This article examines the 1968 Canadian Liberal leadership race and subsequent federal election with an emphasis on their cultural character rather than political events, situating them within currents of change that affected both Western culture and Canadian nationalism in the late 1960s. It explains how communications between candidate Pierre Trudeau, the media, and a portion of the electorate generated the unusual enthusiasm that was labelled 'Trudeaumania,' then considers the implications of this phenomenon for Canadian liberal democracy, focusing on the discrepancy between pseudo-radical Liberal rhetoric such as 'participatory democracy' and the mechanics and significance of Trudeau's ascent to power. Trudeaumania coalesced a segment of society that was disproportionately young, urban, middle class, and media literate by playing off of its familiarity with popular culture and promising to renew the nation in accordance with its contemporary values and sense of style.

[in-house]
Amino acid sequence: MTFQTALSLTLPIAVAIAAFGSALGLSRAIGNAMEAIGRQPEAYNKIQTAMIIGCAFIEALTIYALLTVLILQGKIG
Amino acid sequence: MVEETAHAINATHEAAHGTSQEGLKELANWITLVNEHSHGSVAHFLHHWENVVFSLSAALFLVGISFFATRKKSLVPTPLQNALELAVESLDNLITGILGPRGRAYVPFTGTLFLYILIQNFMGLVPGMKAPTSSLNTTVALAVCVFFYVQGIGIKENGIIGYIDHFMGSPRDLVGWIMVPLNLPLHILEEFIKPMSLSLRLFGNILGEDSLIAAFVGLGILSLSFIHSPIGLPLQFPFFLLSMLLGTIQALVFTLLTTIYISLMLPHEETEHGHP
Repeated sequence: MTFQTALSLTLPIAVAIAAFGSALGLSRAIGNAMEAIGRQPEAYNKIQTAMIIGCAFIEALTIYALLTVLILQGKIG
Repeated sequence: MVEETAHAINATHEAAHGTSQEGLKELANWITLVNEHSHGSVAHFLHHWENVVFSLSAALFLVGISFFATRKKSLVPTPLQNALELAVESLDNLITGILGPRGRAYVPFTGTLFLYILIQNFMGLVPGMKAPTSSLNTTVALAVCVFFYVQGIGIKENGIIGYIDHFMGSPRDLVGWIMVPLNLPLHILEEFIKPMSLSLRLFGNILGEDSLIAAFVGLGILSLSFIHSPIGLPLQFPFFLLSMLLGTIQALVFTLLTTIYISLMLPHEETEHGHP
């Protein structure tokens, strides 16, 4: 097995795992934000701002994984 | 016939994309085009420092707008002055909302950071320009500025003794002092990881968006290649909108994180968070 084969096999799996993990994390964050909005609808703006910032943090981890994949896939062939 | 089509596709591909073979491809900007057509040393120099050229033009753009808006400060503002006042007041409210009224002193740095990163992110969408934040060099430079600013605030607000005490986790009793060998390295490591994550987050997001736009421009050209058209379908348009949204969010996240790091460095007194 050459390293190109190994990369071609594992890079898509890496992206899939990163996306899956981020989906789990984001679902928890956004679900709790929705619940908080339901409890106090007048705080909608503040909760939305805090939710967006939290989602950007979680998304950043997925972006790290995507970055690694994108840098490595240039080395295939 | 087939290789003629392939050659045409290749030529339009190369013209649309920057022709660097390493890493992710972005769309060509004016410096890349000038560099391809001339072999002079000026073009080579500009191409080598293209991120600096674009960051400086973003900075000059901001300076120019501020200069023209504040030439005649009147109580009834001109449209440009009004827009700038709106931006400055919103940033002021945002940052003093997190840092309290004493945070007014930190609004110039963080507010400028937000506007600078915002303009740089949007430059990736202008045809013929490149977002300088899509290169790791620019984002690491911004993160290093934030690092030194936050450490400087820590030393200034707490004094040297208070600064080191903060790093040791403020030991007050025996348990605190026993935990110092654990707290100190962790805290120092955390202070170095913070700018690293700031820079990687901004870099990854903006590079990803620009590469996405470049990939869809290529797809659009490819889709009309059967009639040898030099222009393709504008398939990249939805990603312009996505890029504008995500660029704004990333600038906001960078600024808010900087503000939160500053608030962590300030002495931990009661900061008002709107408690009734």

Additional Metadata
Persistent URL dx.doi.org/10.3138/chr.89.1.27
Journal Canadian Historical Review
Citation
Litt, P. (2008). Trudeaumania: Participatory democracy in the mass-mediated nation. Canadian Historical Review (Vol. 89, pp. 27–53). doi:10.3138/chr.89.1.27